I’m starting this post with a quote from a friend of mine who has just published a chapter in a book:

“A great spatial mixing is under way: the suburbs are urbanising, getting fuller and more varied, adding more opportunities to work and remain there, and, where this is most successful, developing greater local character. Our city centres are humanising – becoming more pleasant, leafier, varied, filling with residents again – as they, too, expand upwards. The separate and monotonous character of each place that developed into an extreme during the last century is being complicated and unwound.
Supporting this, vehicles everywhere are electrifying: bikes, cars, buses, trains, ferries, even airplanes. Everything will automate (ditto – well, except the bikes). Everything will be shared, certainly all those vehicles, but particularly places, and especially the streets. Walking, biking, scootering will boom. The e-bike is the transformational vehicle of the moment.”

“Is this the future for our city streets?” Patrick Reynolds, in The Big Questions – What is New Zealand’s Future? pub: NZ, Penguin Random House, 2018.
And right on queue, as I write this post, I see this happening around us. Just last week I started to notice oNZo bikes in Wellington – just landed the week before I believe, and already they are visible all over central Wellington. Are they in the suburbs yet? Strikingly coloured in black with yellow wheels, they look cool, in a retro Raleigh 20 way, although from the depths of my ancient brain, Raleigh 20s were never cool at the time they were “in” – choppers were cool! And yes, there is a little of the chopper aesthetic in the rental oNZo. I’ve not yet ridden one yet (an oNZo, not a chopper – of course I’ve ridden a chopper – no, it was not mine, I was not that cool).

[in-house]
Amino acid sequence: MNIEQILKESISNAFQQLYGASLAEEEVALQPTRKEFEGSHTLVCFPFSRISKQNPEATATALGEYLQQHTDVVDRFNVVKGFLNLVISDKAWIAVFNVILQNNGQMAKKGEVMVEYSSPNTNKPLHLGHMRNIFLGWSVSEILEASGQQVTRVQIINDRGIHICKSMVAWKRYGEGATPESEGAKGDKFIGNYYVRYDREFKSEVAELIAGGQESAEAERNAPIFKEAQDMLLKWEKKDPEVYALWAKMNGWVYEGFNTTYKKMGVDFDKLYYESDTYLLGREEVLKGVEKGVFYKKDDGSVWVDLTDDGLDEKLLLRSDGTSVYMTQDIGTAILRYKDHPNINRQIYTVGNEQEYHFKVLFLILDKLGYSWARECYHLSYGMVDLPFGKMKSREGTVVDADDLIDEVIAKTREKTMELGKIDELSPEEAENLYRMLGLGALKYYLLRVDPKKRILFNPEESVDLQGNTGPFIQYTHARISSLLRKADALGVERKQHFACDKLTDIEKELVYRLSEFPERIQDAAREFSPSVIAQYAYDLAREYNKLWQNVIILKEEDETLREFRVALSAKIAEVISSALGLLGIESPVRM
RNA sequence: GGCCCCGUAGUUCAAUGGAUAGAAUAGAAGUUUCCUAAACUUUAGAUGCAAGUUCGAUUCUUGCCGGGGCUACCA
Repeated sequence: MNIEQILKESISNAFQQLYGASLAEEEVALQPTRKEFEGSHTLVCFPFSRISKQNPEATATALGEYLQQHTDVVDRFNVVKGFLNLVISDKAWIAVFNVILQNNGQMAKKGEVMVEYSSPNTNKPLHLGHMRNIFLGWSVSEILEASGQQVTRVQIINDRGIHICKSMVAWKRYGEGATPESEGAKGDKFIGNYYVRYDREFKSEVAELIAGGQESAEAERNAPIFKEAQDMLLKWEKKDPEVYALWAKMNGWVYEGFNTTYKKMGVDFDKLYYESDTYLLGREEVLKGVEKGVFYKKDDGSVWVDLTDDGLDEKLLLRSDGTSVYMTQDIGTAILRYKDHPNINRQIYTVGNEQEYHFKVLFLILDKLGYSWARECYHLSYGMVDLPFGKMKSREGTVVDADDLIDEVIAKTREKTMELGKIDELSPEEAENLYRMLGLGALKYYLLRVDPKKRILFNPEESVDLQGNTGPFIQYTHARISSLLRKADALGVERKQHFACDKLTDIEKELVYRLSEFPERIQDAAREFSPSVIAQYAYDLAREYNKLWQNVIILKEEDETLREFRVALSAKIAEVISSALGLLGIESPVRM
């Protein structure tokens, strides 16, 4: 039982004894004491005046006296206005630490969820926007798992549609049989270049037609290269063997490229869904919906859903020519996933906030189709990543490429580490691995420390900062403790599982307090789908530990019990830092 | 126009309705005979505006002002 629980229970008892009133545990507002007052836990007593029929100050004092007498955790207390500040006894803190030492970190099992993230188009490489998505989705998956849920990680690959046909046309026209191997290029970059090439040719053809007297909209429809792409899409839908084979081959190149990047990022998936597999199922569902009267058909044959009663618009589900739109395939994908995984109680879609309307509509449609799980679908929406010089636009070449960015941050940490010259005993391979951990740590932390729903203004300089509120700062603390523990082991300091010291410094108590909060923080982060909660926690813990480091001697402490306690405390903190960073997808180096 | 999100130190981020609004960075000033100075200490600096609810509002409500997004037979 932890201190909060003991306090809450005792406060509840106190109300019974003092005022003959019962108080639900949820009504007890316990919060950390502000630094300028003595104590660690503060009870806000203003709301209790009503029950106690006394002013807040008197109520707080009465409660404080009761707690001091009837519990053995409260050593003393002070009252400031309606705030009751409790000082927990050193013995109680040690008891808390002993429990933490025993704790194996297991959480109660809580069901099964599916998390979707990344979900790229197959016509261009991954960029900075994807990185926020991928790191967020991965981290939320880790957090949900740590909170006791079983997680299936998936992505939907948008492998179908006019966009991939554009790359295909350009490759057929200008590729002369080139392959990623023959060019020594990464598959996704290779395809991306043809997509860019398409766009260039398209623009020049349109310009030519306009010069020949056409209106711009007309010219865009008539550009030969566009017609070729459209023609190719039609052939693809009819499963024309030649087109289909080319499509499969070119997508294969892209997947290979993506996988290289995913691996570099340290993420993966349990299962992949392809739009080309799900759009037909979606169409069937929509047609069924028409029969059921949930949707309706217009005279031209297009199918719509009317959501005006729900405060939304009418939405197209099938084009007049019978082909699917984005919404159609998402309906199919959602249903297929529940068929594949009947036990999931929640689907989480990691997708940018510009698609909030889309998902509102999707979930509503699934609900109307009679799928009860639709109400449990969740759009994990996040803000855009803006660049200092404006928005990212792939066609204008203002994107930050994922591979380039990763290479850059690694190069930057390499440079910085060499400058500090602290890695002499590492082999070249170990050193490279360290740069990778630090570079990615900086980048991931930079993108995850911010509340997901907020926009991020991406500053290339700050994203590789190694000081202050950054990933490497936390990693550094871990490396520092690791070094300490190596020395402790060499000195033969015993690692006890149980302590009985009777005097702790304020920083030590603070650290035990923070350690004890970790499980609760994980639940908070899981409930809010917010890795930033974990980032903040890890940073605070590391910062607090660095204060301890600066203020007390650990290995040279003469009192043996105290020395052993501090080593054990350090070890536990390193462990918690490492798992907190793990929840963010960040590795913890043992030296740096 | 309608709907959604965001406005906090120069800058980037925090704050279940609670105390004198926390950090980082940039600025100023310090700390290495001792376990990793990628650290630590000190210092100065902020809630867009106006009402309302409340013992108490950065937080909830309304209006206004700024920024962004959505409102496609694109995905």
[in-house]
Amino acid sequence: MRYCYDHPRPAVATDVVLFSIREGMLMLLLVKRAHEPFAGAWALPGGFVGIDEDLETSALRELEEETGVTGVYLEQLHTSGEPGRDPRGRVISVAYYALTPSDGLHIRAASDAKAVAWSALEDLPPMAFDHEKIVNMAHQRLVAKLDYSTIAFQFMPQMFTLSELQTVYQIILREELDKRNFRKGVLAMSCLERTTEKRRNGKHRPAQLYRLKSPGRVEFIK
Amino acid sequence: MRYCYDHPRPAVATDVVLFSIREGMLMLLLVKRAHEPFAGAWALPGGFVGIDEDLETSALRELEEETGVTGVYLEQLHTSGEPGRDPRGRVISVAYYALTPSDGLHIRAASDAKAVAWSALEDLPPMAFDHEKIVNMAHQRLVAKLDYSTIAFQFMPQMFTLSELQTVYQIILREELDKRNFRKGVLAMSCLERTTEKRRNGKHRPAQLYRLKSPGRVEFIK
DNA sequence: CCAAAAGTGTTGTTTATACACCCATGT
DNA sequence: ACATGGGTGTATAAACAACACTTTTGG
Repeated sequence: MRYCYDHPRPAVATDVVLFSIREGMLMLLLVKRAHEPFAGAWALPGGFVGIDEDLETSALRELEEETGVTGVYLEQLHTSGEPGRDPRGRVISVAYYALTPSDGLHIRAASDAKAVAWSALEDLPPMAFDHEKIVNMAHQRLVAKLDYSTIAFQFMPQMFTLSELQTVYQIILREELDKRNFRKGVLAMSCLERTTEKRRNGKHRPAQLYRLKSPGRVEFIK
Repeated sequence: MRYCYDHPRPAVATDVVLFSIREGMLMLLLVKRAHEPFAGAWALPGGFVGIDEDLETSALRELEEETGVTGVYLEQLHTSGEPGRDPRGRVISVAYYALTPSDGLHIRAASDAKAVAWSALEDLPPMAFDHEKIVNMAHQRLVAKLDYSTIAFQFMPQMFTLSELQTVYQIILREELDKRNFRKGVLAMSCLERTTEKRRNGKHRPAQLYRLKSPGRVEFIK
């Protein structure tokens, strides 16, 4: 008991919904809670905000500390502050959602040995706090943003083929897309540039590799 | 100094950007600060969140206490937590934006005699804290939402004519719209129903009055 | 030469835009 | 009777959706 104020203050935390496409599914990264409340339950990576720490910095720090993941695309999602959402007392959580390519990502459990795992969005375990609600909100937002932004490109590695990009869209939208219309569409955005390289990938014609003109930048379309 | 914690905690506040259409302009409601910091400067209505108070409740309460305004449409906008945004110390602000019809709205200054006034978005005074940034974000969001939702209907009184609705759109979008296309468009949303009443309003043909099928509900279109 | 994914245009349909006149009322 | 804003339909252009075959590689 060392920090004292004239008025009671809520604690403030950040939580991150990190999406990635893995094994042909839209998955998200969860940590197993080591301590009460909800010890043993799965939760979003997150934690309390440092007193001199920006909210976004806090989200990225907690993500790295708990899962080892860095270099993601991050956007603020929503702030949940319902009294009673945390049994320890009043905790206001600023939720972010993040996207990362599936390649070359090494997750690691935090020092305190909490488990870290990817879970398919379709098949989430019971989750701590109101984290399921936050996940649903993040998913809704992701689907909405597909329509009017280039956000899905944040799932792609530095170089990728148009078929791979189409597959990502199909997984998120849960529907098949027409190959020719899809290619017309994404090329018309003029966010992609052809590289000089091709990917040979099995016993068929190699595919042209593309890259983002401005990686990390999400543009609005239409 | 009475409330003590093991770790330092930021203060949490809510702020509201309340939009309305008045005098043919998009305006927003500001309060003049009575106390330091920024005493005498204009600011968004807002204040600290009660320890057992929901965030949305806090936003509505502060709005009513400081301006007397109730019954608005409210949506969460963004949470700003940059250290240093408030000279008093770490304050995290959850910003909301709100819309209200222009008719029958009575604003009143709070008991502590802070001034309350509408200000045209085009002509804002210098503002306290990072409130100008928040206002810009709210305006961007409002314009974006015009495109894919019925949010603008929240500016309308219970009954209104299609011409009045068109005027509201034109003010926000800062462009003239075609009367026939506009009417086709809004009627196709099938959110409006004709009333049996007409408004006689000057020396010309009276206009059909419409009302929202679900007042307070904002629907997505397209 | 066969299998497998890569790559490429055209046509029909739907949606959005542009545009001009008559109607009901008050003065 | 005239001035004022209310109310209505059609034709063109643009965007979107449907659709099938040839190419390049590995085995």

I’ve got to scan a barcode and download an app or something – because it is all app-based, of course. Isn’t everything, nowadays?
Will the rental bike catch on in Wellington? App-based rental cars have not, as yet, caught on in Wellville, although I know there are a handful of Mevo around.
Will the rental bike scheme catch on and overflow and become a plague, like it has in several cities overseas? Somehow the economics of scale in China have caused great problems in some cities over there, with vast mountains of e-bikes and rental bikes being thrown away, piled up high and crushed.
Xiamen, Fujian
The market model for these bikes is simple: provide the bikes, but don’t provide any infrastructure. Be a disruptor, don’t spend money on things you don’t have to. So, while the Barclays blue Boris Bikes of London required expensive acquiring of pavement space and bike racks and charging stations all over Westminster and the City, the oNZo scheme is simpler: provide the bikes and bugger the consequences.
People will leave them outside their offices on the footpath, and someone else will grab them and rent them and scoot them away. Will it work? Time will tell.
Speaking of scootering away, last week also saw the introduction of Lime green e-scooters all over the CBD. They were everywhere. On the footpath. Off the footpath. On the Viaduct Basin (not, yet, actually thrown in the Viaduct Basin, as far as I can see, but give it time). Down the wharf and outside Euro, the swanky posh eatery where I was having lunch. Had someone rich scootered to Euro on a Lime e-scooter, and if so, was it a staff member or a diner? A chef or a waiter? A big note capital markets player, or a visitor from Wellington?
Well, it wasn’t me, because I couldn’t find the bloody app at the time. How people were managing to download the app and hire the damn things was beyond me, although I eventually found something for Lime, and I’ve now found something for oNZo too – although I now see it should be spelled OnzO instead. And now that I’m not in the city, I can find the app, but I know longer have access to a Lime green e-scooter: because they’re not available in Wellington. Yet. Just in Auckland and Christchurch.
lime scoot
They’ll come, I’m sure. All good things come to those who wait.

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